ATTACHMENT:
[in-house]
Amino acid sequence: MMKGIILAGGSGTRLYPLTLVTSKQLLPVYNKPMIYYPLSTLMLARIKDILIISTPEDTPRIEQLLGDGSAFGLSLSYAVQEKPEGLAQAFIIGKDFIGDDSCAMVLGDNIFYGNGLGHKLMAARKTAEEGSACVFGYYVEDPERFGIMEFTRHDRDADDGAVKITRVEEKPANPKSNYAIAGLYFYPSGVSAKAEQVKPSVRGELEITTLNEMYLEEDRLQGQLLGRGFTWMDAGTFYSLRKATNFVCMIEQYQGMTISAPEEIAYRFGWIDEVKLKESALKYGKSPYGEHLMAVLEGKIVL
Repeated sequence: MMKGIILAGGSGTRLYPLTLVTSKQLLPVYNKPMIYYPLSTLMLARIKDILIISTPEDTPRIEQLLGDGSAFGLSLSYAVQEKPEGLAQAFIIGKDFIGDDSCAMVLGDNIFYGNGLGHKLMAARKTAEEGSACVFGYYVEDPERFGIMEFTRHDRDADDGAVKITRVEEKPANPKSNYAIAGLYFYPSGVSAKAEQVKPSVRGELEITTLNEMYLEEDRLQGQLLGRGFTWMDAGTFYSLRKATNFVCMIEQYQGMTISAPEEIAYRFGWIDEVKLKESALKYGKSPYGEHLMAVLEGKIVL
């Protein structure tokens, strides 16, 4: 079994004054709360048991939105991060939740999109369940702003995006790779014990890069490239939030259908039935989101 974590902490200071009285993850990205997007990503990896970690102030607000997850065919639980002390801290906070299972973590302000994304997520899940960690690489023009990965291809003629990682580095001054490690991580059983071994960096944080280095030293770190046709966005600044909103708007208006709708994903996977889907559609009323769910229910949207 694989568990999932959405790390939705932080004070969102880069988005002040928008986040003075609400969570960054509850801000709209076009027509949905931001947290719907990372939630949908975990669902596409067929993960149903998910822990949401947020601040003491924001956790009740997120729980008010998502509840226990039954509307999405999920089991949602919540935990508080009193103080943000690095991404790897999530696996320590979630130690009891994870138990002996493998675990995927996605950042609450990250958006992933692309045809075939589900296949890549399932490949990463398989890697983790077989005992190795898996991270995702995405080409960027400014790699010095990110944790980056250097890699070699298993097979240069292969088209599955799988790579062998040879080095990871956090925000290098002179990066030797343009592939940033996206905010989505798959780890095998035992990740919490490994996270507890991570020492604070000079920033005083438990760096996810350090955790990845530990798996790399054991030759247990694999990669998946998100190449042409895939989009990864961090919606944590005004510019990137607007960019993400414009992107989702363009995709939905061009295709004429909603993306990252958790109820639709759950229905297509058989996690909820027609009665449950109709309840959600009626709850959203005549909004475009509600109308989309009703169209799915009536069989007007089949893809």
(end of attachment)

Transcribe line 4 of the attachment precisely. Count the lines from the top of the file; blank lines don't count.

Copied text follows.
């Protein structure tokens, strides 16, 4: 079994004054709360048991939105991060939740999109369940702003995006790779014990890069490239939030259908039935989101 974590902490200071009285993850990205997007990503990896970690102030607000997850065919639980002390801290906070299972973590302000994304997520899940960690690489023009990965291809003629990682580095001054490690991580059983071994960096944080280095030293770190046709966005600044909103708007208006709708994903996977889907559609009323769910229910949207 694989568990999932959405790390939705932080004070969102880069988005002040928008986040003075609400969570960054509850801000709209076009027509949905931001947290719907990372939630949908975990669902596409067929993960149903998910822990949401947020601040003491924001956790009740997120729980008010998502509840226990039954509307999405999920089991949602919540935990508080009193103080943000690095991404790897999530696996320590979630130690009891994870138990002996493998675990995927996605950042609450990250958006992933692309045809075939589900296949890549399932490949990463398989890697983790077989005992190795898996991270995702995405080409960027400014790699010095990110944790980056250097890699070699298993097979240069292969088209599955799988790579062998040879080095990871956090925000290098002179990066030797343009592939940033996206905010989505798959780890095998035992990740919490490994996270507890991570020492604070000079920033005083438990760096996810350090955790990845530990798996790399054991030759247990694999990669998946998100190449042409895939989009990864961090919606944590005004510019990137607007960019993400414009992107989702363009995709939905061009295709004429909603993306990252958790109820639709759950229905297509058989996690909820027609009665449950109709309840959600009626709850959203005549909004475009509600109308989309009703169209799915009536069989007007089949893809």